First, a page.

Tuesday, April 16, 2013

Baltimore Camera Program Shut Down After New Errors

The City of Baltimore has temporarily shut down its speed and red light camera programs after erroneous citations were reported by one of its newly installed speed cameras.

The Baltimore Sun has reported that a recently installed camera located on the 3900 block of The Alameda had incorrectly cited drivers for speeding in a 25 mph zone when in fact the posted speed limit in that location is 30mph. After city officials received inquiries from The Sun, they stated that the city would be temporarily halting all speed and red-light camera tickets "due to complications that arose during the transition to our new vendor."

One motorist had received two such erroneous citations four days apart, clearly showing the camera had been incorrectly configured for some time.  The Sun reports that 590 of the erroneous citations had been wrongly issued by this camera before anyone noticed.

SEE VIDEO OF TICKET RECIPIENT DISCUSSING NEW CAMERA ERRORS

Baltimore City had just signed a new contract with speed camera contractor Brekford Corp, which pays the company a fee for each citation issued (a type of arrangement which Governor O'Malley stated last year violates the intent of state law).  Baltimore also just agreed to pay Brekford over $2.2 million to replace faulty speed cameras previously run by speed camera Xerox Corp, after those cameras were found to have been systematically issuing erroneous citations due to inaccurate speed readings, which even included giving tickets to motionless vehicles.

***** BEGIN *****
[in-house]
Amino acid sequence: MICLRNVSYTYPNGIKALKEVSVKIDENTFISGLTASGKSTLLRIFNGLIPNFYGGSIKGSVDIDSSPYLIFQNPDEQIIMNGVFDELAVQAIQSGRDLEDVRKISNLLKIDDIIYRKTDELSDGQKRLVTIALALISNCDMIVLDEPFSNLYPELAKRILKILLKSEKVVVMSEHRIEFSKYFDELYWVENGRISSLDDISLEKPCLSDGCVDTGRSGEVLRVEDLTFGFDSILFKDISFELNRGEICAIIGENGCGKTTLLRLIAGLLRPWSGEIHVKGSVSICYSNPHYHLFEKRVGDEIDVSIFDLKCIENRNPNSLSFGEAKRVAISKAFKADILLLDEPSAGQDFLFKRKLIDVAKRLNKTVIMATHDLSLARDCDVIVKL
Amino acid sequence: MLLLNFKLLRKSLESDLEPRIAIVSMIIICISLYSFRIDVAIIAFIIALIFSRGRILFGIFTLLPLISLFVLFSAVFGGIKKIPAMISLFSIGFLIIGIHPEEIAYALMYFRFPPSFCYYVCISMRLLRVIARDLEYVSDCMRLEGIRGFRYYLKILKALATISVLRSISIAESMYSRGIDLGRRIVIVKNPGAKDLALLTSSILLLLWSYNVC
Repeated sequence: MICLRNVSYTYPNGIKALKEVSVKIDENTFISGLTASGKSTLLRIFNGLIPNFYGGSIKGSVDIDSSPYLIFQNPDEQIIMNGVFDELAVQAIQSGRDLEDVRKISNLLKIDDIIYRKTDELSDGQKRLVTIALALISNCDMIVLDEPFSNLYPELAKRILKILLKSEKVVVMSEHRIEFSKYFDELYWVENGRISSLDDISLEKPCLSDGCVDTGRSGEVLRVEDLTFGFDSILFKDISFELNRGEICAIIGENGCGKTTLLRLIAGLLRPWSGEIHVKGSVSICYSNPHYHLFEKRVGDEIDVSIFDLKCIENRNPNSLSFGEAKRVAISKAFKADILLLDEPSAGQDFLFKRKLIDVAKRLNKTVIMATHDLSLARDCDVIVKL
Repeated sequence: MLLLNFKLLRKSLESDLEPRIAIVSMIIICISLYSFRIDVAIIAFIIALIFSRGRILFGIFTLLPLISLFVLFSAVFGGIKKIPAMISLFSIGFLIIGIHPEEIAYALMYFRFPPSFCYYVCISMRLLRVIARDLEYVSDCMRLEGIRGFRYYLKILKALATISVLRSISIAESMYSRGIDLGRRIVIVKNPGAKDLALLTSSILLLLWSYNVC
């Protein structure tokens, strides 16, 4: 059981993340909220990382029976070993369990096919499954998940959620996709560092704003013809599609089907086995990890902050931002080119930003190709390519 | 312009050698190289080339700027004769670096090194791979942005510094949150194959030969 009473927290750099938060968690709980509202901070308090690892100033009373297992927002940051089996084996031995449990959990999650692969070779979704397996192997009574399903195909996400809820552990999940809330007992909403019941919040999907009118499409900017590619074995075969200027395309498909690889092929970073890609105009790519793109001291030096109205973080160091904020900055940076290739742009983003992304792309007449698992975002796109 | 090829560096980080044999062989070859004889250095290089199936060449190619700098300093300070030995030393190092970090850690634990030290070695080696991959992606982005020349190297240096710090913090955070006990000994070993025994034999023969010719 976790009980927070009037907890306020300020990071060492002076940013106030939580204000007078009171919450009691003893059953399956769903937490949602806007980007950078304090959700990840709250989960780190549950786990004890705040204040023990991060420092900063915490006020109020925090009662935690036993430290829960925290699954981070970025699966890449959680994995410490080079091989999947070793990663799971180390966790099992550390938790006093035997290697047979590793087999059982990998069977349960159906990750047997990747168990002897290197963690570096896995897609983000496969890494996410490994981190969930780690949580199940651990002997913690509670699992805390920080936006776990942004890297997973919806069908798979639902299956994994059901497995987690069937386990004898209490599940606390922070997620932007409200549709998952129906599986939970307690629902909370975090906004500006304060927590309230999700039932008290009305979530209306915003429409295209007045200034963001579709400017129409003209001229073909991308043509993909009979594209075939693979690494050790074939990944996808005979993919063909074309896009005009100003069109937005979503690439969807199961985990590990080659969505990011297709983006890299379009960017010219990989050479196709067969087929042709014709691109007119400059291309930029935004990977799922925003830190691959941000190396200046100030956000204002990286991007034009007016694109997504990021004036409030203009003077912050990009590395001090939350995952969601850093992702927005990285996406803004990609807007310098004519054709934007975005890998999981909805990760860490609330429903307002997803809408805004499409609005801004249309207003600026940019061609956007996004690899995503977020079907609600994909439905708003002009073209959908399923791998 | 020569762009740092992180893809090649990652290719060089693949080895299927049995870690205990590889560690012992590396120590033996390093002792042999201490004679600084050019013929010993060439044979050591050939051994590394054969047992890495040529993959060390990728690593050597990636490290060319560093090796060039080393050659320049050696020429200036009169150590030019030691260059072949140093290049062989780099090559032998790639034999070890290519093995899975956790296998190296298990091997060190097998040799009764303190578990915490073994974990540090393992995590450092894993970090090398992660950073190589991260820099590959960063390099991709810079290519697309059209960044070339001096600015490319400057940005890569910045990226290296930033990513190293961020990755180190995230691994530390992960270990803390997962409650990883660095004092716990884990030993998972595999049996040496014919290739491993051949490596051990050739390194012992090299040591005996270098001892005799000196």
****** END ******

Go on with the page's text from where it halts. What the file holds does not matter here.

The new errors were discovered only days after the General Assembly failed to pass legislation reforming the state's speed camera law.  A reform bill which had already been substantially weakened was unable to come to a vote in the Senate on the final day of the session after being completely rewritten by a House committee days earlier.  Among the watered down bill's provisions was a "ban" on per ticket contracts, which included a clause that would have grandfathered in existing "bounty system" contracts including Baltimore's contract with Brekford Corp, and provided a new loophole which would have allowed other types of contracts paying by ticket volume to continue.  Provisions intended to help ensure the accuracy and verifiability of equipment had already been stripped from the bill after local governments intensely lobbied at taxpayer expense to have these provisions removed.

This is not the first time Baltimore City speed cameras were found to be configured to the wrong speed limit.  Three similar incidents were discovered by WBFF news in 2010 and in 2012, resulting in thousands of erroneous tickets.

Additional Coverage:
WBAL
CBS Baltimore
Fox Baltimore